By Isabel Woodford
(Reuters) - dLocal, the Uruguayan fintech facing allegations of potential fraud from a short-seller, has applied for a UK regulatory license, the company's chief executive told investors in a recent call reviewed by Reuters, amid claims it dodged rigorous regulatory oversight by relying on Maltese regulators.
Nasdaq shares in dLocal - which is backed by major tech funds including General Atlantic, Tiger Global and D1 - have dropped nearly 50% since short hedge fund Muddy Waters published its report, which dLocal has denied.
Speaking in a closed-door call hosted by Goldman Sachs, dLocal CEO Sebastian Kanovich said that a full license with the UK regulator (FCA) was pending, citing the UK's exit from the European Union.
"We are in close consultation (with the FCA), we already filed our application," Kanovich said.
He did not specify what stage they were at with the application - which can take around 12 months - or which of its entities would fall under UK jurisdiction.
Payment companies operating in the UK need to be regulated as electronic money institutions, and those with an existing European license need to have applied by Dec. 31 to continue operating uninterrupted, according to the regulator's website.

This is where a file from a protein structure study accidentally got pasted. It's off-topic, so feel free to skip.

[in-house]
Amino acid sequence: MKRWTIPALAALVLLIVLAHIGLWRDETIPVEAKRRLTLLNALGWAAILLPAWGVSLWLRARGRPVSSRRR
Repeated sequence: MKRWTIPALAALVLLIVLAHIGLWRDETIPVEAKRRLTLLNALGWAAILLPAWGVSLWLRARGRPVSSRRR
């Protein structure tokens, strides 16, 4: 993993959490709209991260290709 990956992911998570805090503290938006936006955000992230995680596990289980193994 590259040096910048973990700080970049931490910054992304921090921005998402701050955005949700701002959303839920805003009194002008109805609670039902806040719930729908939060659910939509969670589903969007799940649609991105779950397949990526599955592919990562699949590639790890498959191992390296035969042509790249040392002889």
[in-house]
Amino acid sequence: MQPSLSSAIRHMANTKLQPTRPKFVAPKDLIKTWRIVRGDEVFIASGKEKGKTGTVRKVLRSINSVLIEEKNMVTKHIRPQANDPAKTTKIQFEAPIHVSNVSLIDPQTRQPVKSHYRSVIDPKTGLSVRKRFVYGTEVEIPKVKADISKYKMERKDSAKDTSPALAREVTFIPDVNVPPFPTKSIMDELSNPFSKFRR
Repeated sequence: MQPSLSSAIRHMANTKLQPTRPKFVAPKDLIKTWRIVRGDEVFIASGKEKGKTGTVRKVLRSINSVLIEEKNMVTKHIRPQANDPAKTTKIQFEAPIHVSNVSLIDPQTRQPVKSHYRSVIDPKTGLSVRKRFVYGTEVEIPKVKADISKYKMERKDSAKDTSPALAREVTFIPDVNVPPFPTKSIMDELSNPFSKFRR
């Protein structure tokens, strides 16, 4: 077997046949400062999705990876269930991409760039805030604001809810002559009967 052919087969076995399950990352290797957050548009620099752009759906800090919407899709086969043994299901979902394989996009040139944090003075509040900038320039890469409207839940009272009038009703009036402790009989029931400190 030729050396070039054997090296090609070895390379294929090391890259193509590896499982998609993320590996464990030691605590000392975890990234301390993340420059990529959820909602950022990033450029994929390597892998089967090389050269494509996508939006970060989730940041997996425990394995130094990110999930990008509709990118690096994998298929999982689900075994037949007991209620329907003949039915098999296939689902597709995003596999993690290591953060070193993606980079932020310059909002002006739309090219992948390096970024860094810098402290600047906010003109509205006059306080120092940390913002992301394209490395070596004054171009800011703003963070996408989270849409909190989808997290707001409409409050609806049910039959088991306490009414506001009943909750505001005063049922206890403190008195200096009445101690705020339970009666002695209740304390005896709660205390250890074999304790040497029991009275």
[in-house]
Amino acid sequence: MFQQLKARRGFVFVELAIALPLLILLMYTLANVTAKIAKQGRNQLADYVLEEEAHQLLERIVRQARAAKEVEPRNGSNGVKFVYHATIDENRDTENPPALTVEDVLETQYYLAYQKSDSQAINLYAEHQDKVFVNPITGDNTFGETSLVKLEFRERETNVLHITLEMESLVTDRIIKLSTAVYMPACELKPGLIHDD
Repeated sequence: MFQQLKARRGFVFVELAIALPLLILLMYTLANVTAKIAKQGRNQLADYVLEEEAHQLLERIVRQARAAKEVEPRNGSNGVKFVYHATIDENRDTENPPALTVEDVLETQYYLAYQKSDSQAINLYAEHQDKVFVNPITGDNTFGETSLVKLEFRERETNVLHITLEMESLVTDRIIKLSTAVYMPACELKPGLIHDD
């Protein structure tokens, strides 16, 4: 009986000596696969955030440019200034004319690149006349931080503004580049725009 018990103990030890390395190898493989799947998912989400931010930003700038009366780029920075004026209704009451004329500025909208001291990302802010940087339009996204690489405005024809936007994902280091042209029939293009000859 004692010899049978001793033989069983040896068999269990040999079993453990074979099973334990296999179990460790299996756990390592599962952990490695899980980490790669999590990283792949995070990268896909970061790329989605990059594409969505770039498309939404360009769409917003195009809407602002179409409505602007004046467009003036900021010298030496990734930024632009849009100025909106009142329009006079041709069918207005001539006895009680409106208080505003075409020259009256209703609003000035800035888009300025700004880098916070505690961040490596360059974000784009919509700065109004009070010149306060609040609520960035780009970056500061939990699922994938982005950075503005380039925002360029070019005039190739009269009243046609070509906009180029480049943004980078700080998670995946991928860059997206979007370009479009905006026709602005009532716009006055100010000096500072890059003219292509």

Kanovich was also asked repeatedly by the call's host why he would not issue a written rebuttal regarding the alleged use of customer funds, despite verbally blaming flaws in Muddy Waters' methodology and offering alternative mathematical calculations.
"We have been advised not to engage in a tit for tat," he responded, adding dLocal was only engaging privately with stake holders.
An attendee of the call, who asked to remain anonymous, shared the recording with Reuters.
The FCA declined to comment. Neither dLocal nor Goldman Sachs responded to a request for comment.
Muddy Waters told Reuters that Kanovich's explanations for the multi-million deficit in merchants' accounts "were so implausible, we literally laughed out loud."
The company's CEO was also asked why dLocal had nearly $6 million in funds trapped in disgraced crypto exchange FTX, which dLocal failed to withdraw before the exchange's collapse.
Kanovich responded that dlocal had used stablecoins to move funds out of one African country in a bid for efficiency, relying on FTX "to liquidate those stablecoins and get dollars and send them to our banks."
He added: "We took that learning and I think it's very unfortunate."
Other payment companies like Checkout.com have also experimented with stablecoins like USD Coin, which is pegged to the U.S. dollar, to allow businesses to accept payments in digital currencies without a bank.
(Reporting by Isabel Woodford in Mexico City; Editing by Nick Macfie)